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Does anyone know what this theory is called?
There's equivariant Kasparov theory of finite groups, if you're into extremely obscure math.
No I was just interested in a idea I had that he thinks all ancient history was invented in the recent past?
Or there's also this.
I haven't heard of Kasaprov's views on this myself, but if he does believe this it is likely that it is based on the work of the Russian scientist/professor Anatoly Fomenko.
For more information - including book links - see http://www.amazon.com/Anatoly-Fomenko/e/B0032J096G/ref=ntt_athr_dp_pel_1
Its very interesting I'll read more about it and get back with a comment .
"History is a set of lies agreed upon."
Napoleon Bonaparte. (n.d.). 1-Love-Quotes.com. Retrieved Wed Jul 20 15:18:38 2011, from 1-Love-Quotes.com Web site: http://www.1-love-quotes.com/quote/821033
Well I didn't really understand all this too much,I think he misreads it theres always anomalies in History are they not....?
One interesting thing is that I think he mentioned how the Ancient Greeks worked out a lot of their mathematics without the use of Arabic numerals,apparently he thinks its a bit of a mystery...
It is interesting, but I wish the interviewer would have pushed Kasparov a little bit harder. The implications of what he is saying is that a group of people just decided to make all that up. Who did that? And then the follow up is why? Is it a more important discovery if you say something came from the 1st century than if you discover something in the 16th century? I just don't see what historians would have to gain by 'inventing' history like that. I don't want to instantly be close minded to a new idea like this, but I certainly am skeptical. It was an interesting article though, I'll have to look into it a little bit more.
Or there's also this, where Kasparov goes into how he believes some history is wrong due, for example, to unrealistic time skips between major events e.g. the Roman Empire lost two wars within a span of 400 years in the same way. That means the great Roman military learned NOTHING from their first defeat, even though they were given only 400 years.
no they forgot the lesson they learnd imagine for example that you live an amazing 500 years at age 50 you lick a spark plug and get shocked and for some reason you dont see another spark plug for 400 years then you lick it again becuse your obsesed with licking things and you get shocked again?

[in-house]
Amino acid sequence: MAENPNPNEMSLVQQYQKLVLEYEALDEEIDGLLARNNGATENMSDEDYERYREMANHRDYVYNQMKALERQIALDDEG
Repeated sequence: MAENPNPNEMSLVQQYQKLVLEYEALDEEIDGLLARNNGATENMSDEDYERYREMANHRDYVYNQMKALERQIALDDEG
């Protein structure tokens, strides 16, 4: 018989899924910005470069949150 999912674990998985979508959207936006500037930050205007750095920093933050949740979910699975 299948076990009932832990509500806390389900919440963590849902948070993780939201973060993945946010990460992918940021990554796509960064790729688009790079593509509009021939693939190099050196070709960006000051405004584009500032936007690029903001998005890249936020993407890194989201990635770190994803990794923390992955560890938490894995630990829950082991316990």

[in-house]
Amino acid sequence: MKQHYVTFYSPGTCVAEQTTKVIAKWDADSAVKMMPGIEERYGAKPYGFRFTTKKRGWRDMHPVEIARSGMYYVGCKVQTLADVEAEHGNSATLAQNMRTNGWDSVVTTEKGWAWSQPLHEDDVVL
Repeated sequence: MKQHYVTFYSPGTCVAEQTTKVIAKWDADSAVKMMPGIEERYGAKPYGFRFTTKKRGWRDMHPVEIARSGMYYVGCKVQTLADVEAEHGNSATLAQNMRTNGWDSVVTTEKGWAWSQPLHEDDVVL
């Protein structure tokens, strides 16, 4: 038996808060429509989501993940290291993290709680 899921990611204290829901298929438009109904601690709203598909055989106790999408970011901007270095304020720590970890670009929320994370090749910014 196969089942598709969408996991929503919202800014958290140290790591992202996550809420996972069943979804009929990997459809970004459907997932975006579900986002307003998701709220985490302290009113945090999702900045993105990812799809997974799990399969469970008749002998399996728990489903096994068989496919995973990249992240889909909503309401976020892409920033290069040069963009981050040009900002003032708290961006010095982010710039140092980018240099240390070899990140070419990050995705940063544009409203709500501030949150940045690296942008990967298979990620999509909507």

Nothing against him, but it does appear he's wearing cosmetics.
Very dramatic picture.
Funny thing is he says that the Roman didn't innovate in terms of Military tactics for 400 years,it kind of makes sense why they didn't though doesn't it?
Because they had no meaningful rival(only semi barbarians) for much of that time hence no need for improvement of tactics.Its like chess if you're a 1500 player and you play people that are 900 rating all the time you're never going to improve your tactical ability ,because there is nothing to push against if Persia had been geographically closer to Rome it might have forced them to.
What he said about the mathematics was kind of interesting though.
Kasparov appears to the the history version of a patzer, from the interview linked to by khpa. To address the topic of the Roman military, the army of 216 B.C. was completely different from that of 376 A.D. While both fell victim to a flank attack, this is because a flank attack is one of two ways that armies in the days of massed formations would try to defeat each other, and occasionally someone other than the Romans would pull it off. To say that they learned nothing is to look at one of Kasparov's games, see that he has twice in his life succumb to a kingside attack, and draw the conclusion that he does not know how to defend his kingside.
Unfortunately I do not see any conclusion that is not based on more than idle assumption and the History Channel.
To say that they learned nothing is to look at one of Kasparov's games, see that he has twice in his life succumb to a kingside attack, and draw the conclusion that he does not know how to defend his kingside.
Very good comment,I thought they might be more to this but its just something like a conspiracy theory BS basically ...Which there is a lot of on the net.
Kasparov simply likes to be contraversial. What a silly guy.
I'm sorry if my post misrepresented what Kasparov means. I've edited it.
It is interesting tho--how did the greeks do all that stuff with geometry and stuff without arabic numbers?
For the most part they used a geometric rather than numerical approach to solve problems. Otherwise they did it with Greek numbers.
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